Howard Owens is a digital media pioneer. He started publishing local news online in 1995 when very few local news outlets had web sites. The header image on the site depicts the film camera he used early in his career and the press pass from his year on the staff of the Carlsbad Journal. For more on Howard's professional background, read his LinkedIn profile.
HowardOwens.com is the personal web site of Howard Owens and covers his range of interests -- political localism and libertarianism, music and personal interests, as well as his professional interests.
Howard is currently publisher of The Batavian and lives in Batavia, N.Y.
- Peter Eirene Chin on How to launch your own local news site in 10 (not so easy) steps
- Jose Mathias on How to launch your own local news site in 10 (not so easy) steps
- NEW BOOK EXAMINES HYPERLOCAL SUCCESS STORIES « New York Hyperlocal on How to launch your own local news site in 10 (not so easy) steps
- Joel Osserman on About
- Joel Osserman on NewzJunky.com is a warning shot for all newspaper publishers
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Daily Archives: September 9, 2008
Soon after our launch, we owed Philip Anselmo a vacation (he transferred from another GateHouse paper), so I got to be The Batavian‘s reporter for four of five days (Ryan Sholin filled in for a day, too).
During that week, there were two fire in Genesee County — one was a fatal.
The first fire was in Corfu and no people were harmed, but three cats died. I had the Canon HV20 and a Tripod with me, but no lav mic. Time on scene was about 45 minutes (mostly waiting for the fire chief to grant an interview, during which I shot my B-roll). Editing time was also about 45 minutes (I shot way more B-roll than I needed)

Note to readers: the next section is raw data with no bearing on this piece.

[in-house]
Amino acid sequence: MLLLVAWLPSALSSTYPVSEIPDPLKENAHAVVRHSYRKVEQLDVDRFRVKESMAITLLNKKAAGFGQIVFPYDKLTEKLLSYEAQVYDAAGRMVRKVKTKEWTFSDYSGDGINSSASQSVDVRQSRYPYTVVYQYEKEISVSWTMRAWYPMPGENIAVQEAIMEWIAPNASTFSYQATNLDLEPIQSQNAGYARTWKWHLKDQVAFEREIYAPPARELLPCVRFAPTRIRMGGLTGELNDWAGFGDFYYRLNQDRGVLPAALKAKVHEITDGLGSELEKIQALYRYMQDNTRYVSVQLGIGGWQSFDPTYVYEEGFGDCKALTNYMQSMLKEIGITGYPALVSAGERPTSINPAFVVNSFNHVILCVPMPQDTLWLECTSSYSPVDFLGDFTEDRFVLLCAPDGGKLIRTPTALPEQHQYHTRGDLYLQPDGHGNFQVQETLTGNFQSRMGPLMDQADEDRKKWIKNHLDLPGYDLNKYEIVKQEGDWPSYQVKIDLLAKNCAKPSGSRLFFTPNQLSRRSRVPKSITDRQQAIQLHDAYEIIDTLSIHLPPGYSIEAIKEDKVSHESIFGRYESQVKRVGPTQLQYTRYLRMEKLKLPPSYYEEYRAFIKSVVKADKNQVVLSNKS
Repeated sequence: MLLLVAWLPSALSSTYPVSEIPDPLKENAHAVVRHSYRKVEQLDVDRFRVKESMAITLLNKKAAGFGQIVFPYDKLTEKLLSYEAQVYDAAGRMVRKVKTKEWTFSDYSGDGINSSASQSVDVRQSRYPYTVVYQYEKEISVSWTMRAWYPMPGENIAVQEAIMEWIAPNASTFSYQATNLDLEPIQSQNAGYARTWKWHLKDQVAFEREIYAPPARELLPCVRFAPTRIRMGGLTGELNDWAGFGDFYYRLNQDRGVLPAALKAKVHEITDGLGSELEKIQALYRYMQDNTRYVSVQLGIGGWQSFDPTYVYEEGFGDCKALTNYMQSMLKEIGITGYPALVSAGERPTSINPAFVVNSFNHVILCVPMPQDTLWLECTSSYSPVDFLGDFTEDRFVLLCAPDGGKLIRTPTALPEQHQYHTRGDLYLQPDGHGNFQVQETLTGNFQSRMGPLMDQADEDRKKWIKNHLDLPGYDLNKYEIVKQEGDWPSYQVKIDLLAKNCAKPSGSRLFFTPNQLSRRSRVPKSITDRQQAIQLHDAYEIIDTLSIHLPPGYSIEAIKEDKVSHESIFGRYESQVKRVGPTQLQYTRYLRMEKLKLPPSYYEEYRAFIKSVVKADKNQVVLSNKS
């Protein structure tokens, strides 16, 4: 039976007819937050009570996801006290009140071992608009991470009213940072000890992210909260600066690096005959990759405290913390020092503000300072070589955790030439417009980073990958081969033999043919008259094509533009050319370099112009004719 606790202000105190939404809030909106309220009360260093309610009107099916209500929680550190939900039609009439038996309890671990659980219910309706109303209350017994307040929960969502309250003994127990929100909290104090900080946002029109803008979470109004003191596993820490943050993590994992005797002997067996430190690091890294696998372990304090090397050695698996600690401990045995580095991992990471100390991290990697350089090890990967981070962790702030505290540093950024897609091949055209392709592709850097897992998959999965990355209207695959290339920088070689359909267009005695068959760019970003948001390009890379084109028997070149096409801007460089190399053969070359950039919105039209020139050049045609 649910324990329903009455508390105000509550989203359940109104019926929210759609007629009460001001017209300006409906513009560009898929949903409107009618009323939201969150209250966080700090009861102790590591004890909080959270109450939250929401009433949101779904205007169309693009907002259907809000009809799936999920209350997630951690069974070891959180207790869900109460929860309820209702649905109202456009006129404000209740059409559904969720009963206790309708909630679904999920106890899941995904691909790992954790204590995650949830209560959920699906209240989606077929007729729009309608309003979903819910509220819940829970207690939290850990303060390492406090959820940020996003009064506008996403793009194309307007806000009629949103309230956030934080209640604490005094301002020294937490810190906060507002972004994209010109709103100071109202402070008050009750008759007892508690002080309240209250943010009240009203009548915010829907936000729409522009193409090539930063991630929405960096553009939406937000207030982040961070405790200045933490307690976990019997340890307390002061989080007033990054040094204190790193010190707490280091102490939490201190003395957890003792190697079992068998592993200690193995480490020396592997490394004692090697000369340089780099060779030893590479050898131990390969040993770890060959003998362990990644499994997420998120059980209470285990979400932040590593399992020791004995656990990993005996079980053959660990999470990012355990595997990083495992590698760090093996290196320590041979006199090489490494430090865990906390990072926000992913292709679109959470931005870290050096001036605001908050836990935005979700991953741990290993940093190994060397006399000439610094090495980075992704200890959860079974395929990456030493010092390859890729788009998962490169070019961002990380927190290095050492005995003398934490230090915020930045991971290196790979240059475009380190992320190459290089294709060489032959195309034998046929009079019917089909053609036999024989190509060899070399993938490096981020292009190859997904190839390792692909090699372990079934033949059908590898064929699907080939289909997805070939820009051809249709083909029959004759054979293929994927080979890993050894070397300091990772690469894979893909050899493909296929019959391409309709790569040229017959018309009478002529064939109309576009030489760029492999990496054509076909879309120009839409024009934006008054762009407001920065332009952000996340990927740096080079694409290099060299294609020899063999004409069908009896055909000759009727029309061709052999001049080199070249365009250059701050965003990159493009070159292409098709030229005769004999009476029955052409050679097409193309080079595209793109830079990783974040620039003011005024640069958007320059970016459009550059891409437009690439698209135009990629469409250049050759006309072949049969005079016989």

NOTE: I can’t get the embed code to work right in this version of WP and I don’t want to spend a lot of time figuring out (eventually, I’ll convert this blog to Drupal), so I’m just linking to the video.
The very next day, a teen-age boy was killed in a fire. Unfortunately, I couldn’t get to the scene in the morning because of meetings at our corporate office. I didn’t get there until about 3 p.m. It was looking dismal for getting a worthwhile video. Plus, stupidly, I had forgotten to recharge the battery for the HV20 and discovered it was dead. I had to use the Flip Ultra. The result is below (on scene for 30 minutes (mostly BS’ing with film crews from local TV stations, which is how I got the high school photo of the deceased) and less than 30 minutes to edit).
I’m proud of this video. Check the comments on YouTube. I think it shows you can do something worthwhile if all you have is a $150 camera.
Not directly related to Batavia, but we did a train-the-trainers video course recently, and I like this video I did about my hometown dairy (half a mile from my house).